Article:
Taxes and tax cuts

Subscribe to Taxes and tax cuts
Une journée dans la vie nos impôts
A day in the life of your taxes
According to CBC news, 45% of Canadians wait until the last week before the deadline to file their tax returns. The mad pencil sharpening, digging through receipts and online filing is unlikely to generate a great deal of goodwill towards the tax collector. Perhaps this is why the Winnipeg Free Press chose April 30th to run two anti-tax View from the West Editorials from the Fraser Institute and Canadian Taxpayers Federation.
Hennessy's Index is a monthly listing of numbers, written by the CCPA's Trish Hennessy, about Canada and its place in the world. For other months, visit: http://policyalternatives.ca/index
Last week’s provincial budget falsely claims that the proverbial cupboard is bare and that nothing can be done to meet any of BC’s most pressing social, economic and environmental challenges.
(Halifax / Moncton) Les auteurs d'un nouveau rapport estiment que la province du Nouveau-Brunswick pourrait voir ses revenus annuels augmenter de plus 260 millions de dollars par année si seulement elle choisissait de faire des changements progressifs à son impôt sur le revenu. Le Centre canadien de politiques alternatives de la Nouvelle-Écosse (CCPA-NS), un institut de recherche non partisan sans but lucratif, a publié un rapport mettant en cause la politique fiscale que le gouvernement du Nouveau-Brunswick a adoptée au cours des trois dernières années.
(Halifax/Moncton)—The authors of a new report estimate that the New Brunswick government could increase its annual revenue by more than $260 million per year, if it chooses to make progressive changes to its income tax system. The Canadian Centre for Policy Alternatives, Nova Scotia (CCPA-NS), a non-partisan, not-for-profit research institute, has released a report questioning New Brunswick government tax policy over the past three years.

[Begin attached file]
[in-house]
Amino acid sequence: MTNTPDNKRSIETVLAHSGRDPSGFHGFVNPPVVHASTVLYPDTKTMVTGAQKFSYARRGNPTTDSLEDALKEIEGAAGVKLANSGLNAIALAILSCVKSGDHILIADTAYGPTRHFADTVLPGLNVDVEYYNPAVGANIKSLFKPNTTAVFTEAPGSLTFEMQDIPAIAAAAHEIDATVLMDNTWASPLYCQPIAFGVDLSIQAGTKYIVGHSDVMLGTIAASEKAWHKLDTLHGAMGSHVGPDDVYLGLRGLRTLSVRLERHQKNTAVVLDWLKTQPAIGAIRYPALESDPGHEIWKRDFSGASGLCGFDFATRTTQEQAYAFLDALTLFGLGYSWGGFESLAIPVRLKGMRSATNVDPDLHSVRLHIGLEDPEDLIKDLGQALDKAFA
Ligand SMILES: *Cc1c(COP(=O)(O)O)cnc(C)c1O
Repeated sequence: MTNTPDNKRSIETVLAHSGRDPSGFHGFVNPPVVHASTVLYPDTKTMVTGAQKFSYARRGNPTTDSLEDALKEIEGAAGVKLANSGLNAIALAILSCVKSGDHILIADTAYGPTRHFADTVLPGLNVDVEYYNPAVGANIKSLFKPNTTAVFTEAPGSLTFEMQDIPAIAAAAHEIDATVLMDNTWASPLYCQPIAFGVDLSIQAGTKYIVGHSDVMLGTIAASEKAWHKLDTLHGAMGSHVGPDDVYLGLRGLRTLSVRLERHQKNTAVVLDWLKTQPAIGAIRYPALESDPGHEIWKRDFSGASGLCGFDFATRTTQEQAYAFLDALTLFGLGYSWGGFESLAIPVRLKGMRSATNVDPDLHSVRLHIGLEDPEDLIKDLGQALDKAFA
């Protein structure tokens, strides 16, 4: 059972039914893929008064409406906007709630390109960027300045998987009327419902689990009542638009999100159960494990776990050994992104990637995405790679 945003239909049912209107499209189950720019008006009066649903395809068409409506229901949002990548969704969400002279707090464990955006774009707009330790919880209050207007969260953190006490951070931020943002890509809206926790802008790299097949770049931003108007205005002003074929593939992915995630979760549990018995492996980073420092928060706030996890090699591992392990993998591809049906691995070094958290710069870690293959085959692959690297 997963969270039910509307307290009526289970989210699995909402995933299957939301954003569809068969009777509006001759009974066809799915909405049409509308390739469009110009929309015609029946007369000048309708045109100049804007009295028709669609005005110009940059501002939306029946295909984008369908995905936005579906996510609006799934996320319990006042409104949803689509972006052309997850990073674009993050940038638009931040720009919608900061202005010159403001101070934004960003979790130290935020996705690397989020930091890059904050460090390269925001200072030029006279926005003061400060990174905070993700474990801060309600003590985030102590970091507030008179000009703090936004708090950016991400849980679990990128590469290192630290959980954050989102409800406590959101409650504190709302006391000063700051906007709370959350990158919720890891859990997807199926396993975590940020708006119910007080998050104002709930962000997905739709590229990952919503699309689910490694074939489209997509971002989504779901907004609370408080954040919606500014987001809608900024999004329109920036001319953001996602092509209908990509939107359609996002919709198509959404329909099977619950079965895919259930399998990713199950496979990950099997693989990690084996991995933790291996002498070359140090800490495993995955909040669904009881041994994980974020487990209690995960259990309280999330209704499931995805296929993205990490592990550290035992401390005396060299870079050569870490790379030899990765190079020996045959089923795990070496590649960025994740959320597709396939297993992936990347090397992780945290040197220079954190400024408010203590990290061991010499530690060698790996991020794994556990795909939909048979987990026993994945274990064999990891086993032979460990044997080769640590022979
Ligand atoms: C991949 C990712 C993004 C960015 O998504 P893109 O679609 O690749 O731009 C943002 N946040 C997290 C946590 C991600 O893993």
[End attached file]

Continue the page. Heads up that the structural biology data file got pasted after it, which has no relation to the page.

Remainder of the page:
Le Nouveau-Brunswick est à une croisée des chemins. Adopter un système d’impôt progressif est le choix clair. En augmentant les impôts de manière progressive, le gouvernement peut maintenir et même élargir les dépenses au-delà de ce qu'elle serait autrement être en mesure de le faire, tout en réduisant le déficit. En comparaison avec l'alternatif - la réduction d'emplois et de services pour payer le déficit - le résultat devrait être une augmentation nette des dépenses et l'activité économique, ainsi que d'une meilleure qualité de vie.
New Brunswick is at a crossroads. Moving toward a more progressive income tax formula is a clear choice. By raising taxes in a progressive way, the government can maintain and expand spending beyond what it otherwise would be able to do, while also reducing the deficit. Compared with the alternative—cutting jobs and services to pay down the deficit —the result should be a net increase in spending and economic activity, as well as an improved quality of life.
For many grade 12 students spring is university application season. But in Western Canada, youth living in families with an annual income over $100,000 are still more than twice as likely to attend university than youth with family income under $25,000. This is hardly surprising, given average tuition fees run over $4,800 a year these days, but it’s fundamentally inequitable. It undermines social cohesion and there are real economic costs to all of us when we don’t fully utilize the skills and capabilities of all our citizens.